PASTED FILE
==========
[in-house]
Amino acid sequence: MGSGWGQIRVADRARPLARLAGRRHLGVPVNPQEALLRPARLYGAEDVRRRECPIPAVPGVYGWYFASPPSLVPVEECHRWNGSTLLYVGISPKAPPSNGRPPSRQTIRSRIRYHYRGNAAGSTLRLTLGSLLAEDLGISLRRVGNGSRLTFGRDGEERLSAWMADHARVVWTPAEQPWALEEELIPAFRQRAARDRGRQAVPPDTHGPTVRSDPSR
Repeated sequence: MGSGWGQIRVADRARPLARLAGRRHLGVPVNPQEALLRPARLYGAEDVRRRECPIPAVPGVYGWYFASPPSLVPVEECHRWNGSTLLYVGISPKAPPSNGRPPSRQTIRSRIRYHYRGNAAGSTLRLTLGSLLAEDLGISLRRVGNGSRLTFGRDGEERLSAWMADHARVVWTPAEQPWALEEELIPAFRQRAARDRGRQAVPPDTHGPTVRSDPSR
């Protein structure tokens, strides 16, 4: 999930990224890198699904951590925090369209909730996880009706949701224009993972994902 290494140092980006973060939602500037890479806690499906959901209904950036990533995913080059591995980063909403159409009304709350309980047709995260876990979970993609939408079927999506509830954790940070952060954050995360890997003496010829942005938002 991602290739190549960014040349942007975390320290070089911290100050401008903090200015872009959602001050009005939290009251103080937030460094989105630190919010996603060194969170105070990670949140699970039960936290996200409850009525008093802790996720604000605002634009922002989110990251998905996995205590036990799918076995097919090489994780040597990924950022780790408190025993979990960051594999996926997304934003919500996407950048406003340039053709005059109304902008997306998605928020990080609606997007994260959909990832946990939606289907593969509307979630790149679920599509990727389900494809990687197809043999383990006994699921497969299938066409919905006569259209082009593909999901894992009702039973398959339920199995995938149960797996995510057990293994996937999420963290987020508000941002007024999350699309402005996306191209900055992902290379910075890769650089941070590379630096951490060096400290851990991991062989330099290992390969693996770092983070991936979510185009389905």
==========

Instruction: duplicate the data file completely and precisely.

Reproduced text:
[in-house]
Amino acid sequence: MGSGWGQIRVADRARPLARLAGRRHLGVPVNPQEALLRPARLYGAEDVRRRECPIPAVPGVYGWYFASPPSLVPVEECHRWNGSTLLYVGISPKAPPSNGRPPSRQTIRSRIRYHYRGNAAGSTLRLTLGSLLAEDLGISLRRVGNGSRLTFGRDGEERLSAWMADHARVVWTPAEQPWALEEELIPAFRQRAARDRGRQAVPPDTHGPTVRSDPSR
Repeated sequence: MGSGWGQIRVADRARPLARLAGRRHLGVPVNPQEALLRPARLYGAEDVRRRECPIPAVPGVYGWYFASPPSLVPVEECHRWNGSTLLYVGISPKAPPSNGRPPSRQTIRSRIRYHYRGNAAGSTLRLTLGSLLAEDLGISLRRVGNGSRLTFGRDGEERLSAWMADHARVVWTPAEQPWALEEELIPAFRQRAARDRGRQAVPPDTHGPTVRSDPSR
């Protein structure tokens, strides 16, 4: 999930990224890198699904951590925090369209909730996880009706949701224009993972994902 290494140092980006973060939602500037890479806690499906959901209904950036990533995913080059591995980063909403159409009304709350309980047709995260876990979970993609939408079927999506509830954790940070952060954050995360890997003496010829942005938002 991602290739190549960014040349942007975390320290070089911290100050401008903090200015872009959602001050009005939290009251103080937030460094989105630190919010996603060194969170105070990670949140699970039960936290996200409850009525008093802790996720604000605002634009922002989110990251998905996995205590036990799918076995097919090489994780040597990924950022780790408190025993979990960051594999996926997304934003919500996407950048406003340039053709005059109304902008997306998605928020990080609606997007994260959909990832946990939606289907593969509307979630790149679920599509990727389900494809990687197809043999383990006994699921497969299938066409919905006569259209082009593909999901894992009702039973398959339920199995995938149960797996995510057990293994996937999420963290987020508000941002007024999350699309402005996306191209900055992902290379910075890769650089941070590379630096951490060096400290851990991991062989330099290992390969693996770092983070991936979510185009389905």